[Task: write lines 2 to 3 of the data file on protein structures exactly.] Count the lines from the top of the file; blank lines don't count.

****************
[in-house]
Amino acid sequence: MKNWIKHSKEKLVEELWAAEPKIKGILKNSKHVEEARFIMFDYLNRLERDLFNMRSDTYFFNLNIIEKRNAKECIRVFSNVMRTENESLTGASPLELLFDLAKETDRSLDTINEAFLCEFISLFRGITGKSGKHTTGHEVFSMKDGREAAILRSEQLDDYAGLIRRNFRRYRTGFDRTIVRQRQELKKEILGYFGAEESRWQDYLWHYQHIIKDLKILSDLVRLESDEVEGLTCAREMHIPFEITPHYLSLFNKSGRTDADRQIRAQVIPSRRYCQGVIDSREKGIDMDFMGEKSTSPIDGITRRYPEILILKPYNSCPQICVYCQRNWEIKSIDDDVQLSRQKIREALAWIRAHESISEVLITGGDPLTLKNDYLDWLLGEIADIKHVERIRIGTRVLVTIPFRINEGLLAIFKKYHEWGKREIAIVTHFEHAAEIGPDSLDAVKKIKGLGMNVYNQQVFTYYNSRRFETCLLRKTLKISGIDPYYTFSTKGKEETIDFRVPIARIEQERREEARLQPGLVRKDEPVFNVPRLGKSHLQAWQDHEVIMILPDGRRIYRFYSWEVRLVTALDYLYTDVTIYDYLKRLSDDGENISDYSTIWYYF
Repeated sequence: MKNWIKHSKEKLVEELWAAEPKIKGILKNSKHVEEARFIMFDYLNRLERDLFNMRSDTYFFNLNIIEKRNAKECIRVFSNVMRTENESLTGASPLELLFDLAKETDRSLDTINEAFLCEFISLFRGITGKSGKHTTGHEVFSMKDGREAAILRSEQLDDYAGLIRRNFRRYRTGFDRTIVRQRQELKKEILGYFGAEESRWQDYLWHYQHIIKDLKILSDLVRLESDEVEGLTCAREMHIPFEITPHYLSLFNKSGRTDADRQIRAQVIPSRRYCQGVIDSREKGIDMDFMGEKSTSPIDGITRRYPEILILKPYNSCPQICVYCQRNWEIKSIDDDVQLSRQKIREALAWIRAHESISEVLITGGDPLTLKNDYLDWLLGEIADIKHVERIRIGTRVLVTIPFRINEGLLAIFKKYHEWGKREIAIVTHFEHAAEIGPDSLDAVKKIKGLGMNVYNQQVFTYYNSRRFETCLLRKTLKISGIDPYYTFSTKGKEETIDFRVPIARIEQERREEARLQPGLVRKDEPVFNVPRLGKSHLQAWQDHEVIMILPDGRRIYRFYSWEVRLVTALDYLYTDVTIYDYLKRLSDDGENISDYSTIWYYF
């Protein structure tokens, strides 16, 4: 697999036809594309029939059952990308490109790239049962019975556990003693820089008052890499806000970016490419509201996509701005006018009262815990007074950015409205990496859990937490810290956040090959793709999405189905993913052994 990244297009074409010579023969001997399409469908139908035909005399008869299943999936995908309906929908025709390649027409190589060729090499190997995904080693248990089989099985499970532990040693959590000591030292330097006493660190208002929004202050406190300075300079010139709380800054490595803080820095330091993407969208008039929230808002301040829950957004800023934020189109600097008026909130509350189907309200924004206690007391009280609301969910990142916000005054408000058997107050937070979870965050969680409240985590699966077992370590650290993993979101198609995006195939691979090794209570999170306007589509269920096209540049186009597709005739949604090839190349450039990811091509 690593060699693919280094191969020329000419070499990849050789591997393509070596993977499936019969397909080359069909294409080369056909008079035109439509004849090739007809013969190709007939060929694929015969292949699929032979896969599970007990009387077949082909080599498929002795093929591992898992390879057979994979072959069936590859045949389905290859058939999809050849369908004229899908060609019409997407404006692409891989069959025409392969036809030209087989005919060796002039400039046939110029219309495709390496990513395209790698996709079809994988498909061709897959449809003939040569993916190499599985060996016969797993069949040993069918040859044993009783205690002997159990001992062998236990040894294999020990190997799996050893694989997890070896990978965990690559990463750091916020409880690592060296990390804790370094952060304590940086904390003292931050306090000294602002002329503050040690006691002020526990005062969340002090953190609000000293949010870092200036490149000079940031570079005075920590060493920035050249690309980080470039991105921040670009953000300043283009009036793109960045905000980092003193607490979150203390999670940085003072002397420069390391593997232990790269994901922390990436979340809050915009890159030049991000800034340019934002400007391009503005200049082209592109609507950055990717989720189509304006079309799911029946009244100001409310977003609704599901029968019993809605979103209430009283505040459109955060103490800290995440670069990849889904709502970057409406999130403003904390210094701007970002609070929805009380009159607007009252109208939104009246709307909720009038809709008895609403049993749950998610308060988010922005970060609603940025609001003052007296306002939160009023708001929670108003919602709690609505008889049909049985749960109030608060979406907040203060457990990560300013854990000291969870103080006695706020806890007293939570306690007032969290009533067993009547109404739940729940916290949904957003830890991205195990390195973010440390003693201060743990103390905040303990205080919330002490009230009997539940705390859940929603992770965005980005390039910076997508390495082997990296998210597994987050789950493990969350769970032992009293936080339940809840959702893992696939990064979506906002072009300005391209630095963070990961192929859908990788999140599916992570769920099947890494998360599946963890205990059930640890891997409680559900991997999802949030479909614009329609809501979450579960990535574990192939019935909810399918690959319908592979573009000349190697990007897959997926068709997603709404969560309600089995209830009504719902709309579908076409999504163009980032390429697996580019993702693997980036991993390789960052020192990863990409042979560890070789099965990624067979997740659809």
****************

Amino acid sequence: MKNWIKHSKEKLVEELWAAEPKIKGILKNSKHVEEARFIMFDYLNRLERDLFNMRSDTYFFNLNIIEKRNAKECIRVFSNVMRTENESLTGASPLELLFDLAKETDRSLDTINEAFLCEFISLFRGITGKSGKHTTGHEVFSMKDGREAAILRSEQLDDYAGLIRRNFRRYRTGFDRTIVRQRQELKKEILGYFGAEESRWQDYLWHYQHIIKDLKILSDLVRLESDEVEGLTCAREMHIPFEITPHYLSLFNKSGRTDADRQIRAQVIPSRRYCQGVIDSREKGIDMDFMGEKSTSPIDGITRRYPEILILKPYNSCPQICVYCQRNWEIKSIDDDVQLSRQKIREALAWIRAHESISEVLITGGDPLTLKNDYLDWLLGEIADIKHVERIRIGTRVLVTIPFRINEGLLAIFKKYHEWGKREIAIVTHFEHAAEIGPDSLDAVKKIKGLGMNVYNQQVFTYYNSRRFETCLLRKTLKISGIDPYYTFSTKGKEETIDFRVPIARIEQERREEARLQPGLVRKDEPVFNVPRLGKSHLQAWQDHEVIMILPDGRRIYRFYSWEVRLVTALDYLYTDVTIYDYLKRLSDDGENISDYSTIWYYF
Repeated sequence: MKNWIKHSKEKLVEELWAAEPKIKGILKNSKHVEEARFIMFDYLNRLERDLFNMRSDTYFFNLNIIEKRNAKECIRVFSNVMRTENESLTGASPLELLFDLAKETDRSLDTINEAFLCEFISLFRGITGKSGKHTTGHEVFSMKDGREAAILRSEQLDDYAGLIRRNFRRYRTGFDRTIVRQRQELKKEILGYFGAEESRWQDYLWHYQHIIKDLKILSDLVRLESDEVEGLTCAREMHIPFEITPHYLSLFNKSGRTDADRQIRAQVIPSRRYCQGVIDSREKGIDMDFMGEKSTSPIDGITRRYPEILILKPYNSCPQICVYCQRNWEIKSIDDDVQLSRQKIREALAWIRAHESISEVLITGGDPLTLKNDYLDWLLGEIADIKHVERIRIGTRVLVTIPFRINEGLLAIFKKYHEWGKREIAIVTHFEHAAEIGPDSLDAVKKIKGLGMNVYNQQVFTYYNSRRFETCLLRKTLKISGIDPYYTFSTKGKEETIDFRVPIARIEQERREEARLQPGLVRKDEPVFNVPRLGKSHLQAWQDHEVIMILPDGRRIYRFYSWEVRLVTALDYLYTDVTIYDYLKRLSDDGENISDYSTIWYYF